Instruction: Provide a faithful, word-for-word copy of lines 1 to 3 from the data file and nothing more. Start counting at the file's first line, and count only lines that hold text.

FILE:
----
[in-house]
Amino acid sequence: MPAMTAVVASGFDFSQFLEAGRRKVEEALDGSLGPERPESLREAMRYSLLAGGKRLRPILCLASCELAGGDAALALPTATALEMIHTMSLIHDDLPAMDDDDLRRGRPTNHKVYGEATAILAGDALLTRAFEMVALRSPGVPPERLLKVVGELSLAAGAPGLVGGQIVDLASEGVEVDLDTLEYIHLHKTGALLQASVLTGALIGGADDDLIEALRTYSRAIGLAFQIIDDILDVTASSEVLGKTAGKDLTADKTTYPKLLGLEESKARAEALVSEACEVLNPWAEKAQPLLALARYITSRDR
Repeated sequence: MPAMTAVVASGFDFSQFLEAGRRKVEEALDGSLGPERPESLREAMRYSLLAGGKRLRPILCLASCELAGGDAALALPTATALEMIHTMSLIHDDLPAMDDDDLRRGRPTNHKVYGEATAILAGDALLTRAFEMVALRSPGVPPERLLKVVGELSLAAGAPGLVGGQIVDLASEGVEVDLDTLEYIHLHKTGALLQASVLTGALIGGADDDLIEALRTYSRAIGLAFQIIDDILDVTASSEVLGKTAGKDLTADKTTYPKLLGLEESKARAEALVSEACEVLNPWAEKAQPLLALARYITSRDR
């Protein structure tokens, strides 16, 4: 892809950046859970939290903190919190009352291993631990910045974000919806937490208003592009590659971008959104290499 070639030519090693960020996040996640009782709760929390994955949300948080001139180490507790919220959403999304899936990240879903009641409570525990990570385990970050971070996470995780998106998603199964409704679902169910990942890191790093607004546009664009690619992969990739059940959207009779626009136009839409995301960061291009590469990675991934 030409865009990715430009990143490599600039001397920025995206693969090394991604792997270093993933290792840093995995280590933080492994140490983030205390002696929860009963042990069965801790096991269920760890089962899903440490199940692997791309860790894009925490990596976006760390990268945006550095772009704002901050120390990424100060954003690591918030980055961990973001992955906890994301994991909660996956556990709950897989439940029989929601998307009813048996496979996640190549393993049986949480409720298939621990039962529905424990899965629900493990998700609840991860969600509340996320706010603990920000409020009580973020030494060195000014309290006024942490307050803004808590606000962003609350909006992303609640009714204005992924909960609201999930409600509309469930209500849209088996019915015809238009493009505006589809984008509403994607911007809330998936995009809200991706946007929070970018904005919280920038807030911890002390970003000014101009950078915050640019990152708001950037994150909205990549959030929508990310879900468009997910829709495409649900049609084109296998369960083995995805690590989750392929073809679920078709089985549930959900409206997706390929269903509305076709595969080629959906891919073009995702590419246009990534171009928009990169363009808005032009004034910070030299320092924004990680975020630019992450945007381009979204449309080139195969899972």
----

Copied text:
[in-house]
Amino acid sequence: MPAMTAVVASGFDFSQFLEAGRRKVEEALDGSLGPERPESLREAMRYSLLAGGKRLRPILCLASCELAGGDAALALPTATALEMIHTMSLIHDDLPAMDDDDLRRGRPTNHKVYGEATAILAGDALLTRAFEMVALRSPGVPPERLLKVVGELSLAAGAPGLVGGQIVDLASEGVEVDLDTLEYIHLHKTGALLQASVLTGALIGGADDDLIEALRTYSRAIGLAFQIIDDILDVTASSEVLGKTAGKDLTADKTTYPKLLGLEESKARAEALVSEACEVLNPWAEKAQPLLALARYITSRDR
Repeated sequence: MPAMTAVVASGFDFSQFLEAGRRKVEEALDGSLGPERPESLREAMRYSLLAGGKRLRPILCLASCELAGGDAALALPTATALEMIHTMSLIHDDLPAMDDDDLRRGRPTNHKVYGEATAILAGDALLTRAFEMVALRSPGVPPERLLKVVGELSLAAGAPGLVGGQIVDLASEGVEVDLDTLEYIHLHKTGALLQASVLTGALIGGADDDLIEALRTYSRAIGLAFQIIDDILDVTASSEVLGKTAGKDLTADKTTYPKLLGLEESKARAEALVSEACEVLNPWAEKAQPLLALARYITSRDR